In that very case Fazl Ali, J. pointed out that classification of offences for the purpose of applying different sets of provisions relating to summary trials, trial of summons cases, trial of warrant cases and trial of cases by a court of session, according to the gravity of the offence, was possible.
5. In the case before us there has been no discrimination between person and person and all offences mentioned in Section 52 of the U. P. Panchayat Raj Act if committed within the jurisdiction of a Panchayati Adalat were cognizable by such Panchayati Adalat. No appeals are provided against the decisions of Panchayati Adalats but revisions can be filed in the court of a Sub-Divisional Magistrate, Munsif or Sub-Divisional Officer according to the cases, criminal, civil or revenue. The Court of the Sub-Divisional Magistrate Munsif or Revenue Officers is thus the superior court before which correctness of the decisions of Panchayati Adalats can be challenged. These courts have been given the power, in a case where it is apprehended that there would be miscarriage of justice, to cancel the jurisdiction of the Panchayati Adalat and leave the parties to the remedy under the ordinary law.
6. In -- 'Kedar Nath v. State of West Bengal'. AIR 1953 SC 404 (B), their Lordships held that the provisions of Sections 4 and 9(1) of the West Bengal Criminal Law Amendment (Special Courts) Act (XXI of 1949) did not violate the provisions of Article 14 of the Constitution and said that:
'Hence the system of Special Courts to deal with the special types of offences under a shortened and simplified procedure was devised and it seems to us that the legislation in question is based on a perfectly intelligible principle of classification having a clear and reasonable relation to the object sought to be attained.'
Neither can It be said that the provision authorising the superior court in a case where it apprehends that there might be miscarriage of justice to cancel the jurisdiction of the Panchayati Adalat is discriminatory. Such provisions are to be found in numerous Acts. Under the Small Cause Courts Act cases giving rise to difficult questions of law can be transferred to the regular side. Cases giving rise to questions of interpretation of the Constitution have now to be transferred to the High Court so that they may be quickly decided. In -- 'Kedar Nath Bajoria's case (B)', their Lordships held that:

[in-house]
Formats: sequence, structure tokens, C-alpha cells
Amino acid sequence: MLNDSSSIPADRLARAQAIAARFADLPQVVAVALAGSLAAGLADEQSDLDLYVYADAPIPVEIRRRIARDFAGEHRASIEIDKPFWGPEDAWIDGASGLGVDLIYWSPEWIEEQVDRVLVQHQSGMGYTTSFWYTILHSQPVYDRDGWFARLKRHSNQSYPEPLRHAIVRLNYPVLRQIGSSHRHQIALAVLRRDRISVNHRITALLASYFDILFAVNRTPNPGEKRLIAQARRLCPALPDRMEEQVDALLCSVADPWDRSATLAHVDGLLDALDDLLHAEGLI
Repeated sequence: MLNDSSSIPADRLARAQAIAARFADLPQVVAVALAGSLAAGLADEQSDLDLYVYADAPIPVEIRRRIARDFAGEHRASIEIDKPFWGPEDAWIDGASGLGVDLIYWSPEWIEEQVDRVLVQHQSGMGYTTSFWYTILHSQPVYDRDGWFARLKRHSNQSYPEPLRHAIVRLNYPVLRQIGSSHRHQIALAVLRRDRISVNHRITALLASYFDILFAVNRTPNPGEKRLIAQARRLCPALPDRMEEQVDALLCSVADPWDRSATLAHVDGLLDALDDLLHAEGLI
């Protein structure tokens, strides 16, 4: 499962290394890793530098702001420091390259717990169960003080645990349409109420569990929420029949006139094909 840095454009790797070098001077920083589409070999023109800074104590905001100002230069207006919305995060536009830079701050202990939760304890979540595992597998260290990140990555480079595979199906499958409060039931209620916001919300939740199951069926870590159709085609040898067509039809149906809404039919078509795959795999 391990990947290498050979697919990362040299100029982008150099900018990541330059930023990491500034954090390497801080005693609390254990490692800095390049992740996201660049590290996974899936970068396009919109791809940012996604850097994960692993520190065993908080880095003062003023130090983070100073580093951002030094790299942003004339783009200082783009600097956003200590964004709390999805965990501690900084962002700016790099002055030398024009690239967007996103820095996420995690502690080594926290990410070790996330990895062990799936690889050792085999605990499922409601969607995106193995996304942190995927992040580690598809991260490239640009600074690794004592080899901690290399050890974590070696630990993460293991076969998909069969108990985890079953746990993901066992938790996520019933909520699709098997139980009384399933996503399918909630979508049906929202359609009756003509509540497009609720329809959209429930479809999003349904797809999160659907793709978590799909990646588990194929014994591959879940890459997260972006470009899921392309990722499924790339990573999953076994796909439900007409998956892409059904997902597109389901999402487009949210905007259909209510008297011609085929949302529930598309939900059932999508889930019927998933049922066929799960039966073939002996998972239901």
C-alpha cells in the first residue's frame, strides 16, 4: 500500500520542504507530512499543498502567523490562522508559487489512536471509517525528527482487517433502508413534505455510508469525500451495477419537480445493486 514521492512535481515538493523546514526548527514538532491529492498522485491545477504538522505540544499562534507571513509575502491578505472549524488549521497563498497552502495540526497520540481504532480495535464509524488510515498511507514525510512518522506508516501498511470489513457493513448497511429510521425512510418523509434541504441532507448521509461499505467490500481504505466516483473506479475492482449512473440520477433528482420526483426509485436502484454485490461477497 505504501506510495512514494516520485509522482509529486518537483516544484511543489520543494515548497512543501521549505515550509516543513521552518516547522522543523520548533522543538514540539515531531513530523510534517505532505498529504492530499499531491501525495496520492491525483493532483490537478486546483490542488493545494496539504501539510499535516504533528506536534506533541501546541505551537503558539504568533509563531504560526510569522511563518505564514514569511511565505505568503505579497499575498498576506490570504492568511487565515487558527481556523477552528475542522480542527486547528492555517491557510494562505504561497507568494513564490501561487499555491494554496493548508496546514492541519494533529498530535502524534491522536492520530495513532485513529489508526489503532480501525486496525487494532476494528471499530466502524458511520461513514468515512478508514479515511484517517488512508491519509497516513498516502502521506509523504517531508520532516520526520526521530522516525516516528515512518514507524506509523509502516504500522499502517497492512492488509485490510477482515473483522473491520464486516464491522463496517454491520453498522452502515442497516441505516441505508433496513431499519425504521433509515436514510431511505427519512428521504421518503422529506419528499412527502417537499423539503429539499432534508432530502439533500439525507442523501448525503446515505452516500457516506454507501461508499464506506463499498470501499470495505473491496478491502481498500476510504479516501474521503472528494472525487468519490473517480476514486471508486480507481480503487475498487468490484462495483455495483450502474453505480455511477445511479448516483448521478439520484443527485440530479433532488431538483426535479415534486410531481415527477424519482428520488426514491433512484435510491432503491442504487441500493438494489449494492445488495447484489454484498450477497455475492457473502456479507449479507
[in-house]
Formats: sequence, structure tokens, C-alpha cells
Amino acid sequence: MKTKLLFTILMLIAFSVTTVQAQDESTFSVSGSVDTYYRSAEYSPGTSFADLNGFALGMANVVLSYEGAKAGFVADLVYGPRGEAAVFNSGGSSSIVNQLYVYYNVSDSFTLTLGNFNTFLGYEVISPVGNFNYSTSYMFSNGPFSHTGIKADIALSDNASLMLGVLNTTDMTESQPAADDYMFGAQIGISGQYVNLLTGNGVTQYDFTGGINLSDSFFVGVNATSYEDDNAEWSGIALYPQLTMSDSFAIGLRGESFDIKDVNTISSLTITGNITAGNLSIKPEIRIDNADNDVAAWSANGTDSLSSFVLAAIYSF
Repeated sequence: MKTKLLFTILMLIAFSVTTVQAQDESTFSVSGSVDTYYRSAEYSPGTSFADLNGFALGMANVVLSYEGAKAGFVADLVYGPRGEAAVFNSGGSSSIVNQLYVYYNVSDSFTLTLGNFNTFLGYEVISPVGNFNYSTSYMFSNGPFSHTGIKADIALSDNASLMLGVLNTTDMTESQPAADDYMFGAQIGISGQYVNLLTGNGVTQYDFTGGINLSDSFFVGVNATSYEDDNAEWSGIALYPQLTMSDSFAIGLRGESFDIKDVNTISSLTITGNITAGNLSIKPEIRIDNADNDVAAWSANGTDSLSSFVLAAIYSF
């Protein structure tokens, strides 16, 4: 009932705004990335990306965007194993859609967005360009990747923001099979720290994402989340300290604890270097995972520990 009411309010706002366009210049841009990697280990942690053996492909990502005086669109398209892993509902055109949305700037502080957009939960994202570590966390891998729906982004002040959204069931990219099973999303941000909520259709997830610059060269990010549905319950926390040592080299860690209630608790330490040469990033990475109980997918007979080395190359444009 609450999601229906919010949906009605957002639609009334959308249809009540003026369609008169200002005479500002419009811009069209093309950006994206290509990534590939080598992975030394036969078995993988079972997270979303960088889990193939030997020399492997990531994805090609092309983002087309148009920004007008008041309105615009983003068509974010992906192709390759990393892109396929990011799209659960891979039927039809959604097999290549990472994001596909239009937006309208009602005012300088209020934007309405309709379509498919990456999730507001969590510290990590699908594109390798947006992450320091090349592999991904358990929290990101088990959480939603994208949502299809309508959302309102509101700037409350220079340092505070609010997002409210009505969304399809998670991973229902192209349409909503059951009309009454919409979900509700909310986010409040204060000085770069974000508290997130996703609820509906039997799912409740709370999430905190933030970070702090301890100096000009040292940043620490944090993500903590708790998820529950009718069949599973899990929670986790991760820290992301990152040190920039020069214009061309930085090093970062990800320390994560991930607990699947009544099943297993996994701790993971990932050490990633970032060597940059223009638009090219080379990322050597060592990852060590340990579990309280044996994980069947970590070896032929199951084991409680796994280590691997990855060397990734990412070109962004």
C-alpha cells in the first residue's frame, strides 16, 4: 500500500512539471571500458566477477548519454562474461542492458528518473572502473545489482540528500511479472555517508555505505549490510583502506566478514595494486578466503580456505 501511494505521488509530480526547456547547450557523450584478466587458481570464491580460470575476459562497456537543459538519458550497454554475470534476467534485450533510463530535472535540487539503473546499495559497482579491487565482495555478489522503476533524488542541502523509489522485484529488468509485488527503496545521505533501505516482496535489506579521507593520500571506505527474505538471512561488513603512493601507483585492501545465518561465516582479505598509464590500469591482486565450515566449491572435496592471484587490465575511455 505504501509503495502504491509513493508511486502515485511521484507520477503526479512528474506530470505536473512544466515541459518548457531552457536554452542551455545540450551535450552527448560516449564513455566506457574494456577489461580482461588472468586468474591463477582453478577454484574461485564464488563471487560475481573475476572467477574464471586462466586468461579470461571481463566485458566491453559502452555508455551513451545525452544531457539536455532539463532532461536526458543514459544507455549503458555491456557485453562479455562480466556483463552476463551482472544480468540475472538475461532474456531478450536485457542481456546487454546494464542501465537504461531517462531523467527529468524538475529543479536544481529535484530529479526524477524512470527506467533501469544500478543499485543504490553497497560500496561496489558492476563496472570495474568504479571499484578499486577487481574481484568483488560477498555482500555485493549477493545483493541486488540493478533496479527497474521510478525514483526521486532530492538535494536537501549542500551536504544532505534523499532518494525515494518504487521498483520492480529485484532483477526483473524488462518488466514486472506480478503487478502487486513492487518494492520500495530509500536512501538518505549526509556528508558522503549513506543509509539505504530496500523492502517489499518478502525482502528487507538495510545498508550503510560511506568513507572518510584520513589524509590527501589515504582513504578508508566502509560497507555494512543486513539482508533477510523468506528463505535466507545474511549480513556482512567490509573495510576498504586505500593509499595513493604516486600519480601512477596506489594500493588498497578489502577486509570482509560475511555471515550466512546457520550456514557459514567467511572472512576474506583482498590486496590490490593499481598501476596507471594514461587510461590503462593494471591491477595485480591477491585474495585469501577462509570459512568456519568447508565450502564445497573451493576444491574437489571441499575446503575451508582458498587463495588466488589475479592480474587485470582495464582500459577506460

'Section 4 of the Act (West Bengal Criminal Law Amendment (Special Court) Act) offends against Article 14 of the Constitution merely because the Government is not compellable to allot 'all' cases of offences set out in the schedule to Special Judges but is vested with a discretion in the matter.'
In the case before us, there is no discretion in the Government. It is the superior court which, in a fit case, may cancel the jurisdiction of the Panchayati Adalat.
7. Reference has been made to -- 'Shrikisan Jaskaram v. Dattu Shiwaram', AIR 1953 Nag 14 (C), where a Bench of the Nagpur High Court held that the C. P. and Berar Panchayats Act (I of 1947) was valid.
8. In -- 'Kathi Raning Rawat v. State of Saurashtra', AIR, 1952 SC 123 (D), Fazl Ali, J. pointed out that
'a distinction should be drawn between 'discrimination without reason' and 'discrimination with reason'. The whole doctrine of classification is based on this distinction.......'
9. There is no question, in the case before us of discrimination without reason. It is when a superior court apprehends that there might be miscarriage of justice that it has right to cancel the jurisdiction. That right is usually given to the superior courts to prevent miscarriage of justice, and we are of the opinion that it cannot be said that such provisions are either discriminatory or improper.
10. The application has no force and is dismissed.
BY THE COURT
11. A request has been made by the applicants that leave may be granted under Article 132 and Article 134(1)(c) of the Constitution. In our opinion, the case does not raise any such question of interpretation of the Constitution or any other question of law of such general importance that certificate can be granted. The prayer is, therefore, refused.